Please use this identifier to cite or link to this item:http://hdl.handle.net/20.500.12105/10484
Signaling pathways in mammalian preimplantation development: Linking cellular phenotypes to lineage decisions.
Dev Dyn. 2017; 246(4):245-261
The first stages of mammalian development, before implantation of the embryo in the maternal uterus, result in the establishment of three cell populations in the blastocyst: trophectoderm, epiblast, and primitive endoderm. These events involve only a small number of cells, and are initiated by morphological differences among them related to cell adhesion and polarity. Much attention has been paid to the master transcription factors that are critical for establishing and maintaining early lineage choices. Nevertheless, a large body of work also reveals that additional molecular mechanisms are involved. Here, we provide an updated view of the role of different signaling pathways in the first stages of mouse development, and how their cross-talk and interplay determine the initial lineage decisions occurring in the blastocyst. We will also discuss how these pathways are critical for translating cellular phenotypes, the product of the morphogenetic events occurring at these stages, into transcriptional responses and expression of lineage-specifying transcription factors. Developmental Dynamics 246:245-261, 2017. © 2016 Wiley Periodicals, Inc.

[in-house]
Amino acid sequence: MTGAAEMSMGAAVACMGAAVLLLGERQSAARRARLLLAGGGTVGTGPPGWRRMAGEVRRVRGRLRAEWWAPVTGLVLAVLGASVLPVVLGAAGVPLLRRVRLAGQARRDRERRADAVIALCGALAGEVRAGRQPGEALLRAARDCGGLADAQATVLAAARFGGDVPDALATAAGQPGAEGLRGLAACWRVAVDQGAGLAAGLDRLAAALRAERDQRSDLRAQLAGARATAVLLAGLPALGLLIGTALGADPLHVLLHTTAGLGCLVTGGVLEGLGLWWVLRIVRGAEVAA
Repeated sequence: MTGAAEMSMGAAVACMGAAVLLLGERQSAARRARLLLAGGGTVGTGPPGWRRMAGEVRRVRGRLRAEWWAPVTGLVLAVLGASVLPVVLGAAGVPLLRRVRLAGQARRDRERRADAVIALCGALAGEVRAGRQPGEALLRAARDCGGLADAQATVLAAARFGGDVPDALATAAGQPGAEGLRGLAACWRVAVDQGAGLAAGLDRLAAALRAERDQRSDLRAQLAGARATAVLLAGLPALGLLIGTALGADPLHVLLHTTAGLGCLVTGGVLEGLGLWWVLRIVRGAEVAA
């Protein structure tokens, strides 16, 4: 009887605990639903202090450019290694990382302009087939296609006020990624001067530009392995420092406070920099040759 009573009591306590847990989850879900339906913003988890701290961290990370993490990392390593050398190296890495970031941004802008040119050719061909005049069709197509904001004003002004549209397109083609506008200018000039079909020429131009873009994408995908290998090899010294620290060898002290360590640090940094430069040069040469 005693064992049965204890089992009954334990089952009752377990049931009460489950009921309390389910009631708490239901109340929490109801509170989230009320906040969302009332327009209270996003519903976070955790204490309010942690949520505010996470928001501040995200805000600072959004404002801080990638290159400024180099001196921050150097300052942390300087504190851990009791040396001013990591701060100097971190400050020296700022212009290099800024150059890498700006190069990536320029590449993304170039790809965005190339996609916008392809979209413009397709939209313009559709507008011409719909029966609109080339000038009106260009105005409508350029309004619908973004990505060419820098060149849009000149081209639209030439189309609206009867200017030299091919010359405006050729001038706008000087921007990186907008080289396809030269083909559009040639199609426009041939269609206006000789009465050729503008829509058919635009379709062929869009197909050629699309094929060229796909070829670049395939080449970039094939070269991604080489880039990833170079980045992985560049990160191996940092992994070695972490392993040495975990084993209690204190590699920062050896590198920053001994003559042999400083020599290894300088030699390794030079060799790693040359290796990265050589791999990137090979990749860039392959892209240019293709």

Signal Transduction | Animals | Cell Lineage | Embryo, Mammalian | Embryonic Development | Gene Expression Regulation, Developmental | Humans | Morphogenesis | Phenotype
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